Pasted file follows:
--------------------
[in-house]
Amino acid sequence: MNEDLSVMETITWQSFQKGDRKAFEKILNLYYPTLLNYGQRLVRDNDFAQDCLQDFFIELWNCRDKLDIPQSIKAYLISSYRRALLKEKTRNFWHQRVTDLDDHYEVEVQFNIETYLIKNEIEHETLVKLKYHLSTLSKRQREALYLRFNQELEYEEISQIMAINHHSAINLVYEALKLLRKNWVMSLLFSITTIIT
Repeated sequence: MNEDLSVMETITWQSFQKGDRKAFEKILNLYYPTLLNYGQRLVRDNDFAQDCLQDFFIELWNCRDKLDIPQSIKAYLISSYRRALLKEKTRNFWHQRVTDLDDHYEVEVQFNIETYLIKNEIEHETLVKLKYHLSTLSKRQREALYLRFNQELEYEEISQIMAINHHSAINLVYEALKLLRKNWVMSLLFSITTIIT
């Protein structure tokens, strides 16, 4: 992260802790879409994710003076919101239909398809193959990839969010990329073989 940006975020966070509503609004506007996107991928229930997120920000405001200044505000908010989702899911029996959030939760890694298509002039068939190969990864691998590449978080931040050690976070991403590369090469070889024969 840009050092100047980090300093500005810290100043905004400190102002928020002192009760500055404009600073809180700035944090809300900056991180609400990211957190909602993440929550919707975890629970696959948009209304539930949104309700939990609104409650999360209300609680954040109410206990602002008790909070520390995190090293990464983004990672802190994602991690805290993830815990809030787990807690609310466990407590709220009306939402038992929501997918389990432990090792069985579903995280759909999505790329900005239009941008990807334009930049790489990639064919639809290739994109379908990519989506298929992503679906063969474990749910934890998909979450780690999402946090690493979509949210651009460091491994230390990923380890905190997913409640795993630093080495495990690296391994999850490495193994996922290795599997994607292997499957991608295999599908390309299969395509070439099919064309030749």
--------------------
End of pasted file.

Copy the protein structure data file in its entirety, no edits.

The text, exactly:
[in-house]
Amino acid sequence: MNEDLSVMETITWQSFQKGDRKAFEKILNLYYPTLLNYGQRLVRDNDFAQDCLQDFFIELWNCRDKLDIPQSIKAYLISSYRRALLKEKTRNFWHQRVTDLDDHYEVEVQFNIETYLIKNEIEHETLVKLKYHLSTLSKRQREALYLRFNQELEYEEISQIMAINHHSAINLVYEALKLLRKNWVMSLLFSITTIIT
Repeated sequence: MNEDLSVMETITWQSFQKGDRKAFEKILNLYYPTLLNYGQRLVRDNDFAQDCLQDFFIELWNCRDKLDIPQSIKAYLISSYRRALLKEKTRNFWHQRVTDLDDHYEVEVQFNIETYLIKNEIEHETLVKLKYHLSTLSKRQREALYLRFNQELEYEEISQIMAINHHSAINLVYEALKLLRKNWVMSLLFSITTIIT
């Protein structure tokens, strides 16, 4: 992260802790879409994710003076919101239909398809193959990839969010990329073989 940006975020966070509503609004506007996107991928229930997120920000405001200044505000908010989702899911029996959030939760890694298509002039068939190969990864691998590449978080931040050690976070991403590369090469070889024969 840009050092100047980090300093500005810290100043905004400190102002928020002192009760500055404009600073809180700035944090809300900056991180609400990211957190909602993440929550919707975890629970696959948009209304539930949104309700939990609104409650999360209300609680954040109410206990602002008790909070520390995190090293990464983004990672802190994602991690805290993830815990809030787990807690609310466990407590709220009306939402038992929501997918389990432990090792069985579903995280759909999505790329900005239009941008990807334009930049790489990639064919639809290739994109379908990519989506298929992503679906063969474990749910934890998909979450780690999402946090690493979509949210651009460091491994230390990923380890905190997913409640795993630093080495495990690296391994999850490495193994996922290795599997994607292997499957991608295999599908390309299969395509070439099919064309030749």